[Bioclusters] topbiocluster.org

Tim Cutts tjrc at sanger.ac.uk
Fri Jun 24 07:30:46 EDT 2005

On 24 Jun 2005, at 2:20 am, Joe Landman wrote:

> One fundamental error made in the Spec numbers is reducing the  
> multidimensional performance space to single numbers using a  
> dubious practice of creating an average (over things with very  
> different characteristics/dimensions).

That's true, but it's still a useful number, and people need it when  
they take their analysis to the boss to ask for the money.  :-)  We  
use a geometric mean of relative performance for our evaluations - we  
run some fairly standard runs of the real applications, time each and  
scale them relative to some standard box we already have  
(traditionally this has been relative to a 466 MHz DS10L, the  
standard machine in the cluster that our esteemed former leader Dr  
Cuff set up, all those years ago)

So, we have the vector of results available to us, but the final  
number is the geometric mean of this vector of relative performance  
figures.  geometric means handle the situation where you have one  
application out of many that runs spectacularly well or badly rather  
more nicely than the arithmetic mean.  This has been particularly  
noticeable in our benchmark;  genewise is a code which varies its  
performance very widely between architectures - much more so than  
BLAST does, in my experience.  So machines which run genewise  
spectacularly well, look unfeasibly good if you use the arithmetic  
mean, but once you use the geometric mean of the relative  
performances, it looks more reasonable.  It's worked well enough for  
us, anyway.

Ultimately, of course, that final reduction of the vector to a single  
number has to be a site-specific formula with weightings for each  
element of the vector determined by the requirements of the  

>   I would argue for a vector, and the vector would be per  
> application.  That is have a blast vector, with blastx, psiblast,  
> rpsblast,... .  Have a HMMer vector with an hmmalign, pfam  
> search,...  .  Have a data transfer vector:  time to copy nt to all  
> nodes in cluster/number of nodes.  Have a web services vector.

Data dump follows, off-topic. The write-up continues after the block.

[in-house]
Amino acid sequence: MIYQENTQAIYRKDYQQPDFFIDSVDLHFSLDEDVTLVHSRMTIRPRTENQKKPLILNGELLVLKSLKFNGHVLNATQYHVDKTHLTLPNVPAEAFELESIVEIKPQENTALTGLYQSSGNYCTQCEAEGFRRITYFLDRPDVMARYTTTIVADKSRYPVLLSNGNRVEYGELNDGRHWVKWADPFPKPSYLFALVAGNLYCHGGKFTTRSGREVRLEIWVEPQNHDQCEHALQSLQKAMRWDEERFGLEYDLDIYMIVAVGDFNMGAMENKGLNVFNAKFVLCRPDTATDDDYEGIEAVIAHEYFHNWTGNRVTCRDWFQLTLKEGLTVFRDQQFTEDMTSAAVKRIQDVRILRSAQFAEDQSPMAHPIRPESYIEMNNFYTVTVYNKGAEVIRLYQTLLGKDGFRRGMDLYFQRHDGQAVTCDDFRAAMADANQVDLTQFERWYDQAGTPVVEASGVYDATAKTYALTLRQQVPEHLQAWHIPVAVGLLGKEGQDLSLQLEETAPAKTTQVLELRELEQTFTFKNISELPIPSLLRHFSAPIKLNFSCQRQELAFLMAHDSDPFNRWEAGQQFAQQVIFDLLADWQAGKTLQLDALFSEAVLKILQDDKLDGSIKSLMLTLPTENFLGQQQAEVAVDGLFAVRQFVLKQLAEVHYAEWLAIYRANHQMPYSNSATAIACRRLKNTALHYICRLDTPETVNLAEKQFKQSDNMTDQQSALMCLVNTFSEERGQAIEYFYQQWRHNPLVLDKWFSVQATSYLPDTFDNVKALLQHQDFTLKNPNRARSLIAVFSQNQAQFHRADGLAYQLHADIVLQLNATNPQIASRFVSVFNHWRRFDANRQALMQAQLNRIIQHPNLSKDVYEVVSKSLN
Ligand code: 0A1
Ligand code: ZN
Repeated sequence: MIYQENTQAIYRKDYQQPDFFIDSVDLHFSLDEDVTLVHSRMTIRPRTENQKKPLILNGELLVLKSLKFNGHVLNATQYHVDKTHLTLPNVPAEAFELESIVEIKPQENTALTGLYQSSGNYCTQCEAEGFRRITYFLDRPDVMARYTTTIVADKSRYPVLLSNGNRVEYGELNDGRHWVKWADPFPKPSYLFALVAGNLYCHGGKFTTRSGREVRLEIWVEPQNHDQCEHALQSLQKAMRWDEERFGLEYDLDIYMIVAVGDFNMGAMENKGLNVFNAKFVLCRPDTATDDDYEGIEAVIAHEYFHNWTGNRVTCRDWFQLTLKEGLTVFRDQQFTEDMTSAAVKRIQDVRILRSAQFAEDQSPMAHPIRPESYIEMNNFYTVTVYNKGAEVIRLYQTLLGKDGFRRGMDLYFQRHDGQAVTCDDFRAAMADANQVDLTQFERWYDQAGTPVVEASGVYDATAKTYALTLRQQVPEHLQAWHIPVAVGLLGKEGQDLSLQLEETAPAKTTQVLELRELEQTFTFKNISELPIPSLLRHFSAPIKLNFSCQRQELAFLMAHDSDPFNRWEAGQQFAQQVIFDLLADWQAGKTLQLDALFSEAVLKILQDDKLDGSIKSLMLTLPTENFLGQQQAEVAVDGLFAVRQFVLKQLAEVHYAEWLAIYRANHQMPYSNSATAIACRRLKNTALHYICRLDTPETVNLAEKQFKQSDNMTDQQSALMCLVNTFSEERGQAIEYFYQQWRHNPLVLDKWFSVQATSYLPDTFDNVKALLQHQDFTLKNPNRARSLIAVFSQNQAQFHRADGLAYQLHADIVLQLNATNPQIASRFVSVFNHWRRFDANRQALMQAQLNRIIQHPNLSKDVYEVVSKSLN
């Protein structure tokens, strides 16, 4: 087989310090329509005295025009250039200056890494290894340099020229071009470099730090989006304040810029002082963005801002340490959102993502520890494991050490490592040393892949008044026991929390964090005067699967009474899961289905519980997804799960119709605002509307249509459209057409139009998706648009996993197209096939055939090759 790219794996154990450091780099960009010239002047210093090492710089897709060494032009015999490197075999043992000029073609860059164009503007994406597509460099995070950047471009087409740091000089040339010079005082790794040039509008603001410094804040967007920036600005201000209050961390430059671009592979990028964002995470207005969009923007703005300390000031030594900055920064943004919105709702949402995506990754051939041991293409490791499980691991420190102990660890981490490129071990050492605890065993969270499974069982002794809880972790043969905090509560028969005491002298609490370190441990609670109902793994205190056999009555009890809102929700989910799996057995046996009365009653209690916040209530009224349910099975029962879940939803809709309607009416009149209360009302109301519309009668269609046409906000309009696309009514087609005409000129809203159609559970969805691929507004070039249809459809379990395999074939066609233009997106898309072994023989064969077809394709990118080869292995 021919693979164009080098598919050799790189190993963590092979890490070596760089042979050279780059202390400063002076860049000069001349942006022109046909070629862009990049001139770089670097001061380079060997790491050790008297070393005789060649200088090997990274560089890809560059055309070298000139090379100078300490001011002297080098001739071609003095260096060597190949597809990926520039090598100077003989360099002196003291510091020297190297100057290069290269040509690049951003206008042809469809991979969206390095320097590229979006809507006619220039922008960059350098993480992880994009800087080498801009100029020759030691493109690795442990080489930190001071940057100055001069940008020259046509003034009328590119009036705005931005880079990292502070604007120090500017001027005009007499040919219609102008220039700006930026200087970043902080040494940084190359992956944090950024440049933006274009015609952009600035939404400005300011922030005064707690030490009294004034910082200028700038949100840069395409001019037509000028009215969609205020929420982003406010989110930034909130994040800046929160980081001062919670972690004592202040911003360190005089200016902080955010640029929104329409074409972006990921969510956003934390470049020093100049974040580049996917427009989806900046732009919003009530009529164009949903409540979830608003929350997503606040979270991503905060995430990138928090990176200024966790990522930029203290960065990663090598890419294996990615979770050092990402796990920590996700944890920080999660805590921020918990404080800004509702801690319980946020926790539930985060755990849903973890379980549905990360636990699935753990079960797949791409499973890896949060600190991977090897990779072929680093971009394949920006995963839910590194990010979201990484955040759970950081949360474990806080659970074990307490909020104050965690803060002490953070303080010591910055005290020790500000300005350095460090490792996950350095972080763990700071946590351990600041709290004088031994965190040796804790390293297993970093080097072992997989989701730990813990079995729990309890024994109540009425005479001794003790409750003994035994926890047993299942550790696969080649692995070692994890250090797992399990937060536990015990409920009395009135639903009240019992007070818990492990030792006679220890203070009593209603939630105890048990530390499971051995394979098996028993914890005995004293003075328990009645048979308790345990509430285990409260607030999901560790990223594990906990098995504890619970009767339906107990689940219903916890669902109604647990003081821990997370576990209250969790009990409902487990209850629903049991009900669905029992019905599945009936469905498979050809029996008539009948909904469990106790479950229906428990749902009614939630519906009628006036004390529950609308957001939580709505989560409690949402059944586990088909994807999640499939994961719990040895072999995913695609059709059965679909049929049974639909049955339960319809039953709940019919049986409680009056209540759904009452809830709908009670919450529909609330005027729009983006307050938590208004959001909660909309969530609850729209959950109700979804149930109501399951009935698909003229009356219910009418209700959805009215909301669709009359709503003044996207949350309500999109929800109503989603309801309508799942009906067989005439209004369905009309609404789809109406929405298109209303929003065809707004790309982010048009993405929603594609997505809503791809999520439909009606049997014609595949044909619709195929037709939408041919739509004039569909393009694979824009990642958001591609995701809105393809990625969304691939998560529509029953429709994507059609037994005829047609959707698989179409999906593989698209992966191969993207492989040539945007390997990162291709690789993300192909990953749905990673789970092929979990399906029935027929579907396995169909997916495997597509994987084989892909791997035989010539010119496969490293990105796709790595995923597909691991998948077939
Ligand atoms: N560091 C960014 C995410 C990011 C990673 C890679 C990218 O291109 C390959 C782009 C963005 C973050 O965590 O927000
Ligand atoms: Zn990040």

> This way you don't lose information (some systems may be better  
> designed for one subset of tasks than another).


> bonnie is a start, but I would question as to how well correlated  
> against use cases it is.  I would think that a more typical use  
> case would involve remote queries of a large database, moving large  
> databases, local queries of large databases, etc.

Bonnie is still important; lots of places create thousands of tiny  
files as part of their process.  We all know what a bad thing this is  
to do, but bonnie's file creation benchmark is a pretty good measure  
of how good the system is at this aspect, as well as how good it is  
at streaming I/O.

I suspect it will also be a good one for testing cluster filesystem  
performance in general, though; the real performance killers in are  
usually in metadata operations, so running Bonnie's file creation  
tests on lots of client machines talking to the same filesystem at  
the same time will be a pretty good stress test of that.

However, it doesn't tell us anything about mmap() performance, which  
I suspect is an important thing to test, since many of our  
applications make heavy use of it (and mmap() is, in our experience,  
the first thing to break if a cluster filesystem isn't up to scratch)

> Please folks, suggest some tests which stress IO and the rest of  
> the system.  Specifically real workloads.   They are the only  
> benchmarks that matter.

Well, our benchmark runs a mixture of various BLAST flavours against  
various databases, genewise, exonerate and HMMER, all at the same  
time (single threaded jobs, one per processor), and re-runs them  
repeatedly.  This is pretty close to our cluster's normal workload.   
The real difficulty with getting meaningful benchmarks is disk  
caching; we do try to run the queries against large databases, and in  
a deliberately non-optimal order, in order to minimise the help disk  
caching makes.  As the memory in machines gets much larger, we're  
probably going to have to expand the benchmark significantly to  
compensate.  Either that or you have to deliberately unmount and  
remount the filesystem to clear the disk cache between benchmark  
runs,  which isn't always feasible,


Dr Tim Cutts
Informatics Systems Group, Wellcome Trust Sanger Institute
GPG: 1024D/E3134233 FE3D 6C73 BBD6 726A A3F5  860B 3CDD 3F56 E313 4233

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